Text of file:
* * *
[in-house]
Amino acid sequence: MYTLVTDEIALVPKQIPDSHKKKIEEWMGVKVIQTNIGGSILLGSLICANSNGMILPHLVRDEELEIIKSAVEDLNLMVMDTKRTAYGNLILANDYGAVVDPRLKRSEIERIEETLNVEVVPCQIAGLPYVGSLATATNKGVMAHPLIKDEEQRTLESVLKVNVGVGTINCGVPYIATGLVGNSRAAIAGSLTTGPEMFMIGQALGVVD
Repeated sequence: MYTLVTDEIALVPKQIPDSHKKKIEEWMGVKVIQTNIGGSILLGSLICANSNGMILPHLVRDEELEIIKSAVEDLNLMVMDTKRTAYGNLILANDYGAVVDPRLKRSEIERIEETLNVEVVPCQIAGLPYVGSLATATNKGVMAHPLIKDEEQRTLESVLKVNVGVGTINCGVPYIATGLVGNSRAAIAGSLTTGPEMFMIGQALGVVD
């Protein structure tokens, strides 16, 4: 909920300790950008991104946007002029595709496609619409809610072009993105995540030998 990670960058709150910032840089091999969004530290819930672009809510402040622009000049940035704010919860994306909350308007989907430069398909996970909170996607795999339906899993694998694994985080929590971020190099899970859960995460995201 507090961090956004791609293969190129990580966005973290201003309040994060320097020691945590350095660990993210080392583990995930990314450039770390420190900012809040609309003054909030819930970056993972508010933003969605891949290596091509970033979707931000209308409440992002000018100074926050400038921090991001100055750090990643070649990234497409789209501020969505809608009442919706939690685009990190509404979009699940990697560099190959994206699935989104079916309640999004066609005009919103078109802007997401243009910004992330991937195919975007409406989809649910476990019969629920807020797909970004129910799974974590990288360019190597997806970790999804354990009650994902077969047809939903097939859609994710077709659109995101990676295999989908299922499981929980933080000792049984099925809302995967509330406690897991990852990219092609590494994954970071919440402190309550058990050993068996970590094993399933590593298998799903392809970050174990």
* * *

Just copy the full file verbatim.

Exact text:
[in-house]
Amino acid sequence: MYTLVTDEIALVPKQIPDSHKKKIEEWMGVKVIQTNIGGSILLGSLICANSNGMILPHLVRDEELEIIKSAVEDLNLMVMDTKRTAYGNLILANDYGAVVDPRLKRSEIERIEETLNVEVVPCQIAGLPYVGSLATATNKGVMAHPLIKDEEQRTLESVLKVNVGVGTINCGVPYIATGLVGNSRAAIAGSLTTGPEMFMIGQALGVVD
Repeated sequence: MYTLVTDEIALVPKQIPDSHKKKIEEWMGVKVIQTNIGGSILLGSLICANSNGMILPHLVRDEELEIIKSAVEDLNLMVMDTKRTAYGNLILANDYGAVVDPRLKRSEIERIEETLNVEVVPCQIAGLPYVGSLATATNKGVMAHPLIKDEEQRTLESVLKVNVGVGTINCGVPYIATGLVGNSRAAIAGSLTTGPEMFMIGQALGVVD
């Protein structure tokens, strides 16, 4: 909920300790950008991104946007002029595709496609619409809610072009993105995540030998 990670960058709150910032840089091999969004530290819930672009809510402040622009000049940035704010919860994306909350308007989907430069398909996970909170996607795999339906899993694998694994985080929590971020190099899970859960995460995201 507090961090956004791609293969190129990580966005973290201003309040994060320097020691945590350095660990993210080392583990995930990314450039770390420190900012809040609309003054909030819930970056993972508010933003969605891949290596091509970033979707931000209308409440992002000018100074926050400038921090991001100055750090990643070649990234497409789209501020969505809608009442919706939690685009990190509404979009699940990697560099190959994206699935989104079916309640999004066609005009919103078109802007997401243009910004992330991937195919975007409406989809649910476990019969629920807020797909970004129910799974974590990288360019190597997806970790999804354990009650994902077969047809939903097939859609994710077709659109995101990676295999989908299922499981929980933080000792049984099925809302995967509330406690897991990852990219092609590494994954970071919440402190309550058990050993068996970590094993399933590593298998799903392809970050174990």